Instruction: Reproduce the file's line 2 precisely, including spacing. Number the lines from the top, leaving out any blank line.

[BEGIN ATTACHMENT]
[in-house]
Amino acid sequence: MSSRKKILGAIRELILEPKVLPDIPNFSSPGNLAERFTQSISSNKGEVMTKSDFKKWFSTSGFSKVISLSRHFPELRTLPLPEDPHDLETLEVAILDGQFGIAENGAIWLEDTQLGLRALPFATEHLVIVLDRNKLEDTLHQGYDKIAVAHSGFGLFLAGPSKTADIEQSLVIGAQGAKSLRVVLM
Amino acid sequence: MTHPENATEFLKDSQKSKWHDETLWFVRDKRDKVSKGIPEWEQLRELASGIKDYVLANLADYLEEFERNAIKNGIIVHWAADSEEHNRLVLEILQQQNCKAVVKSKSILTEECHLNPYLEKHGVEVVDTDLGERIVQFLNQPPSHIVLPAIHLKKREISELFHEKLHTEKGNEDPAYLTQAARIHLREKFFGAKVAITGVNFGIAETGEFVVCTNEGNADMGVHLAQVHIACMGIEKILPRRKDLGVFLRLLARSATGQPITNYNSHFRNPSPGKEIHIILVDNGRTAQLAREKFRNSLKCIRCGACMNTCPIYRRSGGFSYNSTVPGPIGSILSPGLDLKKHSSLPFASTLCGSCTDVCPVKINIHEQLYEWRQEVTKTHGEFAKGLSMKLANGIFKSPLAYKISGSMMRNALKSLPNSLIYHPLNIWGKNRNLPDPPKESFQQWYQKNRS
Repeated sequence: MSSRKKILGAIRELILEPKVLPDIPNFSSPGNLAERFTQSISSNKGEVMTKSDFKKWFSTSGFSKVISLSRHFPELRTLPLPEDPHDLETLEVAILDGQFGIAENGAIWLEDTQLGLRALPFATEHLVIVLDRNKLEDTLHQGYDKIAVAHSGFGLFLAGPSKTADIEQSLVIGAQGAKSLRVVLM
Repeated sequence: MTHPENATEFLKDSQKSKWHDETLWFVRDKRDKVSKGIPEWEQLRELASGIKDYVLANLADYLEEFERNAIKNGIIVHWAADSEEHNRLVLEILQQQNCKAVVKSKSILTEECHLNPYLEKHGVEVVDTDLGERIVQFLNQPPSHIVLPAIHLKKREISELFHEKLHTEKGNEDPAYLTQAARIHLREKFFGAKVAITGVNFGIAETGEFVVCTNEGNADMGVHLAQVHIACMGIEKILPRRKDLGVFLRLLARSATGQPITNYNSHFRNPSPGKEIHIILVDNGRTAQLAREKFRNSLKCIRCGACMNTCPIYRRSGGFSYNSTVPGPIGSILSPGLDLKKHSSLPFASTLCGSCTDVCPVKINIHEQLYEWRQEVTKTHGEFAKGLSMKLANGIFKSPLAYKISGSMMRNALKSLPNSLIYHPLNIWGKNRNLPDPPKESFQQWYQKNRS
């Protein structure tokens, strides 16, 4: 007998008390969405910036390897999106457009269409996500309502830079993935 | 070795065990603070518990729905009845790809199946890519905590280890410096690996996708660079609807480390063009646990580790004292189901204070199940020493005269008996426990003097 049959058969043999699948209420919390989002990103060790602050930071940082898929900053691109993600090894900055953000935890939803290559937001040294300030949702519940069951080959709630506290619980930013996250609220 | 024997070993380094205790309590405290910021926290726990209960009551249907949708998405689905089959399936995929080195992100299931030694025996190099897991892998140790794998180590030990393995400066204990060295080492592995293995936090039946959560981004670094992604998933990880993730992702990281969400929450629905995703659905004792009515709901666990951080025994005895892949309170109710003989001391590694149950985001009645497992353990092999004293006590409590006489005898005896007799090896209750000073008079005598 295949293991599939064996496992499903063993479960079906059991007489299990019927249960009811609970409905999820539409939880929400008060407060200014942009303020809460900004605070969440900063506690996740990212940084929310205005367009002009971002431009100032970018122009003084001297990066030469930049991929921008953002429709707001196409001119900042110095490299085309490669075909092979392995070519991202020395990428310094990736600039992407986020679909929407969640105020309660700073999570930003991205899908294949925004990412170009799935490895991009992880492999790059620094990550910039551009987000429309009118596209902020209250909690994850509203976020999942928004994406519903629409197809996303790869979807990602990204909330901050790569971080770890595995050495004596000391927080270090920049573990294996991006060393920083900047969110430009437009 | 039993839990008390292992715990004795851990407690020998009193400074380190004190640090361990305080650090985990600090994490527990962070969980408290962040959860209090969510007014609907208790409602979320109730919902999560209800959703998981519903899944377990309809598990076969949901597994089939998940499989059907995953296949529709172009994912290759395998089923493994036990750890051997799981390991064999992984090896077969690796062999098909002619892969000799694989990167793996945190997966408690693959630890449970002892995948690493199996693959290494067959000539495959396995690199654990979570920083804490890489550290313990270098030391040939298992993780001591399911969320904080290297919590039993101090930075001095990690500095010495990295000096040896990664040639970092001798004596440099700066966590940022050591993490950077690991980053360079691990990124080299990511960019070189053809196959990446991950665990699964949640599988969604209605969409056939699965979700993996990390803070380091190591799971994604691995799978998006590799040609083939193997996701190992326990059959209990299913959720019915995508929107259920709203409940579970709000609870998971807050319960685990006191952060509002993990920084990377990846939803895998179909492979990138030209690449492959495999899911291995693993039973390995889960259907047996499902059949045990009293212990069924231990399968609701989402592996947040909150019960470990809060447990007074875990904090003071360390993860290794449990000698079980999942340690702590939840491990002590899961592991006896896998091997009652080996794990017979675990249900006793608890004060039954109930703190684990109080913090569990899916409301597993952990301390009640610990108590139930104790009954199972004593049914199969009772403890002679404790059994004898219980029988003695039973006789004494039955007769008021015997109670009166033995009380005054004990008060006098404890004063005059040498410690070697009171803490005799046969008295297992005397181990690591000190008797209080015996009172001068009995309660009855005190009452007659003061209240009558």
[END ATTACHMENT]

Amino acid sequence: MSSRKKILGAIRELILEPKVLPDIPNFSSPGNLAERFTQSISSNKGEVMTKSDFKKWFSTSGFSKVISLSRHFPELRTLPLPEDPHDLETLEVAILDGQFGIAENGAIWLEDTQLGLRALPFATEHLVIVLDRNKLEDTLHQGYDKIAVAHSGFGLFLAGPSKTADIEQSLVIGAQGAKSLRVVLM